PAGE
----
As for ScarJo being pregnant, that’s a behind the scenes thing that I don’t think affected the movie badly. Thor’s useless sub-plot bothered me more, to be honest.

 

Fluffyman:

Well at least Joss used his “kill a likable character in everything I do” card on Quicksilver, if it was Widow I think the internet would have blown up in flames.  I wouldn’t put much stock on any Civil War rumors until there is more evidence to back up I say.

Now to tackle the most controversial element of Black Widow: The Red Room.  As reminded by Scarlet Witch, Nat was trained to be an Assassin stripping her of a lot of things that make humans human, including empathy and part of her “graduation ceremony” sterilizing her so that she wouldn’t be able to have children.  She makes this detail known when trying to appeal to Bruce as a reason they should run and be together, since they are fractured souls that can’t have children.

But some people haven’t exactly liked this detail because they read this particular moment as “a woman’s only worth is the ability to have children.”  I scratch my head because, does the details leading up to it suddenly not matter if she singles out her not being able to have babies?  Being built more as a machine than an actual human being, stripped of a lot of choices to the life they lead, including the choice of whether or not to have a child, is pretty much something to be horrified altogether.  It’s not just that she was stripped of having children, it was she was stripped of leading a relatively normal life altogether.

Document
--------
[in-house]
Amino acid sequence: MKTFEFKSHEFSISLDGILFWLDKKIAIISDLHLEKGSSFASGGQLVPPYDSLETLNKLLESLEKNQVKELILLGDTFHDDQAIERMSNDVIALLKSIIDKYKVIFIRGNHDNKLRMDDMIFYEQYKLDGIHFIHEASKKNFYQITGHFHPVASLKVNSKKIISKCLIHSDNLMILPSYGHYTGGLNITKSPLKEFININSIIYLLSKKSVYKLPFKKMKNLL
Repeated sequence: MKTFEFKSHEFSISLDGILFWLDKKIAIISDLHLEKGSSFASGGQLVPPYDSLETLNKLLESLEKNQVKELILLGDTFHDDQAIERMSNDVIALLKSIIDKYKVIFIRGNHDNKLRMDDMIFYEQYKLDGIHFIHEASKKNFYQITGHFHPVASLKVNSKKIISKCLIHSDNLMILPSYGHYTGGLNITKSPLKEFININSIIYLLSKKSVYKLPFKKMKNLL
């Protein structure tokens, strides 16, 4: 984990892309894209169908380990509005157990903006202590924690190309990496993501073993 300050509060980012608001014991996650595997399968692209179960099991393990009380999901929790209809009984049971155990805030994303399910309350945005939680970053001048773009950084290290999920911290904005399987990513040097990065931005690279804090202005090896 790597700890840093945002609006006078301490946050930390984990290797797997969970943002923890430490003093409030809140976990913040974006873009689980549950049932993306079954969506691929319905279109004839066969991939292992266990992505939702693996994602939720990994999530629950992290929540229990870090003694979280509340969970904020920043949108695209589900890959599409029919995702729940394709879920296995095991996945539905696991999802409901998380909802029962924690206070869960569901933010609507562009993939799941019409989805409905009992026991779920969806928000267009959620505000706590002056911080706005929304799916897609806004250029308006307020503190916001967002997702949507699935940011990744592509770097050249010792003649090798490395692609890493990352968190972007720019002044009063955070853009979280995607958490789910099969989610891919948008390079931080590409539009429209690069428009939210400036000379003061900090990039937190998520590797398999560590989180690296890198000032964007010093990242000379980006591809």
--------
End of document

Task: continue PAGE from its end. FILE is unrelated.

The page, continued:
I do understand people being upset that there are characters who only see their own worth on the ability of having children, but I’m not really seeing Nat as that.  In fact I find it more insulting that people seem to think being stripped of the choice of having children can’t be a horrifying or traumatic thing for a character like Nat.  That the message from that is creating a female character means you cannot have any elements that somebody deems problematic, whether it’d having a love interest or something traumatic that happened in the past or putting the character in a dangerous situation, you’re deemed garbage writer if you have those elements, regardless whether or not they are done well.

I only operate on the belief that there are many controversial plot elements that can be used, but only if they are done well, as opposed for cheap emotional response or shock value.